Search Keyword Mai Mang
Total 12 results found. Search for [ Mai Mang ] with Google

Results 1 - 12 of 12
by Mai Mang This piece was originally written for the catalog of Over the Wall, a group exhibition of contemporary Chinese, Russian, Ukrainian, German, Israeli and New York based artists, which was h

2. Guest Editor
(July 2011/Contributors)
Mai Mang (Yibing Huang) helped select the poetry and prose and curate the "Poetry in translation" and "Art and art crticism" sections. See his Cha profile.

3. Mai Mang
(July 2011/Contributors)
Mai Mang (Yibing Huang) was born in Changde, Hunan, China and inherited Tujia ethnic minority blood from his mother. After receiving his BA, MA and PhD in Chinese Literature from Beijing University, h

translated from the Chinese by Mai Mang The following is an excerpt of an interview with Zhang Dali (see some of his works in this issue of Cha) by Mai Mang, David Rong and Russell C. Leong and is tr

5. Demolition: Second History
(July 2011/Photography)
...ang Dali Exhibited at Demolition: Second History, Connecticut College, 2011. Curators: David Rong and Mai Mang. Read an interview with Zhang Dali here. ...

6. Duo Duo
(July 2011/Contributors)
...the twenty-first laureate of the Neustadt Prize and the first Chinese recipient of the award. Photo credit: Mai Mang [Read] ...

7. Russell C. Leong
(July 2011/Contributors)
...d, Phoenix Eyes, leave no traces on the ground. Only blood, water, spit, bone, flesh, breath. Photo credit: Mai Mang [Read] ...

8. Three Poems
(July 2011/Translations)
by Mai Mang, translated from the Chinese by the author Chant the Sea Chant the sea, divide the sea       In the middle of the waves       Feel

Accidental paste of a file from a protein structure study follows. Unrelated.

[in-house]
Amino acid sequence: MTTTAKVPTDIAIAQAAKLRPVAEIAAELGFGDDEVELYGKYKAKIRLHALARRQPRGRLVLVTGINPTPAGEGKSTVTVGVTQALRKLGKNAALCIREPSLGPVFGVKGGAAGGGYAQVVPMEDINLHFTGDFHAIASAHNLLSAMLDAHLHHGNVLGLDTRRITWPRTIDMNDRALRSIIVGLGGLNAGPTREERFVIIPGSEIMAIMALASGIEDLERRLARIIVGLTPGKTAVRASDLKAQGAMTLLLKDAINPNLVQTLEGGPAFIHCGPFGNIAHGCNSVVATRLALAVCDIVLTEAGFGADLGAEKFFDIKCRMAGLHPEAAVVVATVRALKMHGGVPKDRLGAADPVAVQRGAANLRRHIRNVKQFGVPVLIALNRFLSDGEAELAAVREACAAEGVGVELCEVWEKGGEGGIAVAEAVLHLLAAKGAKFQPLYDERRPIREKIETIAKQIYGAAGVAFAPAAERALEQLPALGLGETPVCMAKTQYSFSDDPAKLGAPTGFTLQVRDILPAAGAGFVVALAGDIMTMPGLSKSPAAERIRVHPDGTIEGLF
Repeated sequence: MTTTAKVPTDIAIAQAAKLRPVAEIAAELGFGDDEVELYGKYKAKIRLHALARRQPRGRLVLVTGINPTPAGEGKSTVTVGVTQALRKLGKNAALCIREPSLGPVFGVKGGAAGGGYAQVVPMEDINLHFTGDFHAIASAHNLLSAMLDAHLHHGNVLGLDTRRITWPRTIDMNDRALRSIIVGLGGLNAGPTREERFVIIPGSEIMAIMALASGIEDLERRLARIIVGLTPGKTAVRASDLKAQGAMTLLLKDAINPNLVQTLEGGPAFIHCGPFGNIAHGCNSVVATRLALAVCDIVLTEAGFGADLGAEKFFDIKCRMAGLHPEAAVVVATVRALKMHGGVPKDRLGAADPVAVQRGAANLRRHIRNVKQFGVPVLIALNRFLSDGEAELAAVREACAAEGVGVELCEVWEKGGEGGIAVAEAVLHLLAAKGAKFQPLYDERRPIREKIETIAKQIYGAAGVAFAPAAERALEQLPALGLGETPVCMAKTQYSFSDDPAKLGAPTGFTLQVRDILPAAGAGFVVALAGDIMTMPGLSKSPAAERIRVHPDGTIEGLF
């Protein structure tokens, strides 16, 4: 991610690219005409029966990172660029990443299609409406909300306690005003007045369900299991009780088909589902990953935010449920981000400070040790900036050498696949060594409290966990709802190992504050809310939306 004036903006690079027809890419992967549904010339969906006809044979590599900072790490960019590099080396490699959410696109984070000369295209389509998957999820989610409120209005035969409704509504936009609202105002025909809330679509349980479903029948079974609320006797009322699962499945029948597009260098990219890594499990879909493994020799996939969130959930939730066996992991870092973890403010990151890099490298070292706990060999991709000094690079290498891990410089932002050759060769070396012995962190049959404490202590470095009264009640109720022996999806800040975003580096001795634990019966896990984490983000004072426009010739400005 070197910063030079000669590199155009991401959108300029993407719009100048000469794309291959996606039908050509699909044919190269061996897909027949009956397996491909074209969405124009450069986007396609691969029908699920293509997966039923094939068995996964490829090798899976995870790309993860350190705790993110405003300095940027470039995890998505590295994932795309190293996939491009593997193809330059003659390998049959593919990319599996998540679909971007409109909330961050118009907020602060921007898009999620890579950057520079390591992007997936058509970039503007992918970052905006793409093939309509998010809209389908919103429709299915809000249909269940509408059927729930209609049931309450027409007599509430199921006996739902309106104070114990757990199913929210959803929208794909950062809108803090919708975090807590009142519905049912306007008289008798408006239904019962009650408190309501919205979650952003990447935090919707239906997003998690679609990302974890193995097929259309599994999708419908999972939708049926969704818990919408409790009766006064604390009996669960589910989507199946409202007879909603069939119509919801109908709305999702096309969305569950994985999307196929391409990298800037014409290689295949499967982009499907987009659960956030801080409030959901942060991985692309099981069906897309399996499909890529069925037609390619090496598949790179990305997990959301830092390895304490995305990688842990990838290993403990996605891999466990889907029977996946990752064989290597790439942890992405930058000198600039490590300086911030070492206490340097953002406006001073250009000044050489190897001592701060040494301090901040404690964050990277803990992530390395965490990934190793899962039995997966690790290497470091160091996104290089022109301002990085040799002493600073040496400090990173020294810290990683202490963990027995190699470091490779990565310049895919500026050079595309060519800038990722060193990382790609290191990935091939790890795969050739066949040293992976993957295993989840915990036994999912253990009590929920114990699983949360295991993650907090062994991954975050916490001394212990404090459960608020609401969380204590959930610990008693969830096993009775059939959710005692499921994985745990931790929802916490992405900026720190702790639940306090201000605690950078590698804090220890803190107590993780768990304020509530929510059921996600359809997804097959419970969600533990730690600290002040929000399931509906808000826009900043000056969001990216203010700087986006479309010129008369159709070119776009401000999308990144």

9. Five Poems
(July 2011/Translations)
by Duo Duo, translated from the Chinese by Mai Mang Night In a night full of symbols The moon is like the pale face of a patient Like a mistaken, shifting time And death, standing in front of the be

10. Zhang Dali
(July 2011/Contributors)
...quot;Demolition: Second History" at Connecticut College, New London, Connecticut (2011). Photo credit: Mai Mang. [View] [Read an artist interview] ...

11. The Chinese Curse
(July 2011/Editorial)
by Mai Mang (Yibing Huang)   "May you live in interesting times." Thus goes the first part of the famous Chinese curse, or at least the curse commonly attributed to the Chinese. Like al

12. Cha: An Asian Literary Journal
(July 2011/Front page)
"The China Issue" has now been launched. We would like to thank our guest editor Mai Mang (Yibing Huang) for reading the poetry and prose submissions with us as well as curating the &q

<< Start < Prev 1 Next > End >>

Website © Cha: An Asian Literary Journal 2007-2018
ISSN 1999-5032
All poems, stories and other contributions copyright to their respective authors unless otherwise noted.